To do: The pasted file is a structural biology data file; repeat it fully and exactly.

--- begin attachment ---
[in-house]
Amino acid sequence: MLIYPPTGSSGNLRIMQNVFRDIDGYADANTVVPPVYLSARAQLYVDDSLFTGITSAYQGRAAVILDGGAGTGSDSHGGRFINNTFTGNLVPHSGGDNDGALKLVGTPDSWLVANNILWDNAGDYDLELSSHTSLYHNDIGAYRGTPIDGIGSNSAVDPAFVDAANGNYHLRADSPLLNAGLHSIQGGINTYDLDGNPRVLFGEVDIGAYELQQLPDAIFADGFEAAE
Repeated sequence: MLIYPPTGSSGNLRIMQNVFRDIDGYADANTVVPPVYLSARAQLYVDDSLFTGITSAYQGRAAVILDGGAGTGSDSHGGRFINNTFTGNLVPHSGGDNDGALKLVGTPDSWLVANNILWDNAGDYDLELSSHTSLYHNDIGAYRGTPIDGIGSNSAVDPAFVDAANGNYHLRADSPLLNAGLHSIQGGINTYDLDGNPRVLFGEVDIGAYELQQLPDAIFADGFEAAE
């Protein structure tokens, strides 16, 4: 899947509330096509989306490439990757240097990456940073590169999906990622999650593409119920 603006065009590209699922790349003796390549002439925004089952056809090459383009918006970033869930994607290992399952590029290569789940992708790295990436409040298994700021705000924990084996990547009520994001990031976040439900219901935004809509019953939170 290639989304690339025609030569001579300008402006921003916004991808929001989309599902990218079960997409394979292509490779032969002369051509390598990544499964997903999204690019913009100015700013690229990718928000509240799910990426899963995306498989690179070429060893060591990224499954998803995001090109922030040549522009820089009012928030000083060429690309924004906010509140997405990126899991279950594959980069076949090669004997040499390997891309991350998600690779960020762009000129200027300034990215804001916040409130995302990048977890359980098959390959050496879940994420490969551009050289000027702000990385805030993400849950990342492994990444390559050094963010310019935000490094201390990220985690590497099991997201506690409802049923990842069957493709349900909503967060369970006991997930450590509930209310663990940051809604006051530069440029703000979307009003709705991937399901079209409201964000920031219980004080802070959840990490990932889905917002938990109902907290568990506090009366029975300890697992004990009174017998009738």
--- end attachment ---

[in-house]
Amino acid sequence: MLIYPPTGSSGNLRIMQNVFRDIDGYADANTVVPPVYLSARAQLYVDDSLFTGITSAYQGRAAVILDGGAGTGSDSHGGRFINNTFTGNLVPHSGGDNDGALKLVGTPDSWLVANNILWDNAGDYDLELSSHTSLYHNDIGAYRGTPIDGIGSNSAVDPAFVDAANGNYHLRADSPLLNAGLHSIQGGINTYDLDGNPRVLFGEVDIGAYELQQLPDAIFADGFEAAE
Repeated sequence: MLIYPPTGSSGNLRIMQNVFRDIDGYADANTVVPPVYLSARAQLYVDDSLFTGITSAYQGRAAVILDGGAGTGSDSHGGRFINNTFTGNLVPHSGGDNDGALKLVGTPDSWLVANNILWDNAGDYDLELSSHTSLYHNDIGAYRGTPIDGIGSNSAVDPAFVDAANGNYHLRADSPLLNAGLHSIQGGINTYDLDGNPRVLFGEVDIGAYELQQLPDAIFADGFEAAE
């Protein structure tokens, strides 16, 4: 899947509330096509989306490439990757240097990456940073590169999906990622999650593409119920 603006065009590209699922790349003796390549002439925004089952056809090459383009918006970033869930994607290992399952590029290569789940992708790295990436409040298994700021705000924990084996990547009520994001990031976040439900219901935004809509019953939170 290639989304690339025609030569001579300008402006921003916004991808929001989309599902990218079960997409394979292509490779032969002369051509390598990544499964997903999204690019913009100015700013690229990718928000509240799910990426899963995306498989690179070429060893060591990224499954998803995001090109922030040549522009820089009012928030000083060429690309924004906010509140997405990126899991279950594959980069076949090669004997040499390997891309991350998600690779960020762009000129200027300034990215804001916040409130995302990048977890359980098959390959050496879940994420490969551009050289000027702000990385805030993400849950990342492994990444390559050094963010310019935000490094201390990220985690590497099991997201506690409802049923990842069957493709349900909503967060369970006991997930450590509930209310663990940051809604006051530069440029703000979307009003709705991937399901079209409201964000920031219980004080802070959840990490990932889905917002938990109902907290568990506090009366029975300890697992004990009174017998009738």